They won't be getting any more money from me. I refuse to pay extra. We do watch a lot of discovery network content (discovery, travel, TLC, etc...) and I hope that programs that are currently on those channels won't migrate to streaming only but I will not pay extra for them over and above my Dish subscription!It's a greedy, disgusting new tactic to make us pay twice for Discovery programming. They will keep some content proprietary to steaming that we will now have to pay extra to see. The trend was started by CBS All Access.
I would not doubt "on-line exclusive" programming as that has been the norm for these new services. However, I do resent the value of the content and my subscription through Dish being decreased. How many of these services am I supposed to separately subscribe (that was a rhetorical question)? I've never heard of "cable/sat exclusive" programming considering they are making MORE money from cable/sat. It seems to me that Netflix, Amazon, Hulu, and Disney+ are destined to remain/become real money makers, but I just can't see ANY of these linear channel on-line services making anywhere CLOSE to the money they make with cable/sat re-transmission contracts, and yet, they devalue that pipeline whenever possible, it seems. I like recording my program to my LOCAL at home DVR to see whenever I am ready to see it and not have it removed from the on-line service line-up.I hope we don't lose some TV programs to Discovery+!
Yeah, it can take me a year+ to get to some DVR recordings, but at least I can get to them. OTOH, I have suffered the pain of waiting even just a few MONTHS to watch something--when I would have the TIME--with Netflix and Amzon (Amazon moved some content over to its IMDB service that has non-skipable COMMERCIALS) only to find it had been removed due to rights expiration, and NO OTHER streaming service had the content.Back in the day we had five channels to watch with nothing on them. Now there is so much it's ridiculous.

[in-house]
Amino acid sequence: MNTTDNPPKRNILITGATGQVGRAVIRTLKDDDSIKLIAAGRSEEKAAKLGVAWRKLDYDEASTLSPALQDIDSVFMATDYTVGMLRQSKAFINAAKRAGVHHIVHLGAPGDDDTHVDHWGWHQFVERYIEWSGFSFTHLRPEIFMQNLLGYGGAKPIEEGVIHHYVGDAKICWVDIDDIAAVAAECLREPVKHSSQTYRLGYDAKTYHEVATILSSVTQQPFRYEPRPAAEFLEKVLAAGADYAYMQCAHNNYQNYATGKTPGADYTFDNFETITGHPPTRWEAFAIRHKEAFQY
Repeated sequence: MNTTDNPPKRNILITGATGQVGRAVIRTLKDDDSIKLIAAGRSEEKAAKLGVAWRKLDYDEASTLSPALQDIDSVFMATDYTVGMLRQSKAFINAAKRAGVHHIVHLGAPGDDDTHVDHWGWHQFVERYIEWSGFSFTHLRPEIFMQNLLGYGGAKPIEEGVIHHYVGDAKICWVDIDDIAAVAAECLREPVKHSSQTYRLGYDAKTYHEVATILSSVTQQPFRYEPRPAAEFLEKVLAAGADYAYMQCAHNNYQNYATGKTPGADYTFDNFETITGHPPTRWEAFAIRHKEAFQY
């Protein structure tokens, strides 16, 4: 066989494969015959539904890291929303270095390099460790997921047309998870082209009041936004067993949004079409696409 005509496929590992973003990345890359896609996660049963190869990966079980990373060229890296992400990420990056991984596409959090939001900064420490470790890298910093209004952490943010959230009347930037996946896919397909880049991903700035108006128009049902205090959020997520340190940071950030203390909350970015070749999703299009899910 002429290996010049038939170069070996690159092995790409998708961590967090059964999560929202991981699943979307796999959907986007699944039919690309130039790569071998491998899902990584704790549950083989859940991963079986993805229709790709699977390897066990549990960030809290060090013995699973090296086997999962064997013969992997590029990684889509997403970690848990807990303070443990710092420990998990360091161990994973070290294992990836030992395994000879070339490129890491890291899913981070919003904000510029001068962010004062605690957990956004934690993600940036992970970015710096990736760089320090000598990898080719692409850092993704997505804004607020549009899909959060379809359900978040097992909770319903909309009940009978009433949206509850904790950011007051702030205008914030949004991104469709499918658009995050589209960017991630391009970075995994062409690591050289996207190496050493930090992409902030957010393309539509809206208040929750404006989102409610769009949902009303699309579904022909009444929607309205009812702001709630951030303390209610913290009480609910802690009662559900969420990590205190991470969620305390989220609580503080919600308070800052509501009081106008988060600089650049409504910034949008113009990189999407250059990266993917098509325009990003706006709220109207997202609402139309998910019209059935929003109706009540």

Because it seems the only way for them to create real value of the service, not just old show and episodes archived for viewing. It seems silly for a service like Peacock to be bragging "The Office Now Streaming" or even Friends. Really? Old shows that those people have already seen. Now, I admit to occasionally stumbling upon Golden Girls on Dish (a linear TV service) and let it play while doing something else or even sitting to watch for a while for all the great jokes in an episode that still make me laugh, but I would NEVER take the time or deliberate choice to STREAM that show at all (and it is available for streaming with NONE of the scenes edited to fit more commercials on Hallmark, and the other 57--hyperbole--channels it also airs) when there are few other shows I've never seen before that I do want to see. And don't some of these new streaming services come with a commercial and non-commercial tier. Now we pay extra for no commercials. I admit I do this for Hulu, but I really would NOT want to pay extra for no commercials for every streaming service. Financial death by a thousand cuts, or the old nickel and dime you to death. After having a VCR for decades and a DVR for decades, I have absolutely no patience for commercials--that are not relevant to me .
The key word in tedb3rd's post is 'options.' It is an option, just maybe not the option you were looking for. Eventually, IMO. satellite will go away and streaming will be the norm.Not really, this is a separate streaming service (with additional charges), not an ala carte channel on the satellite service.
I do understand it is another option (like Hulu, sling, peacock, etc, etc...) but I don't think it really qualifies as ala carte. I also understand that streaming is becoming more the norm every day.The key word in tedb3rd's post is 'options.' It is an option, just maybe not the option you were looking for. Eventually, IMO. satellite will go away and streaming will be the norm.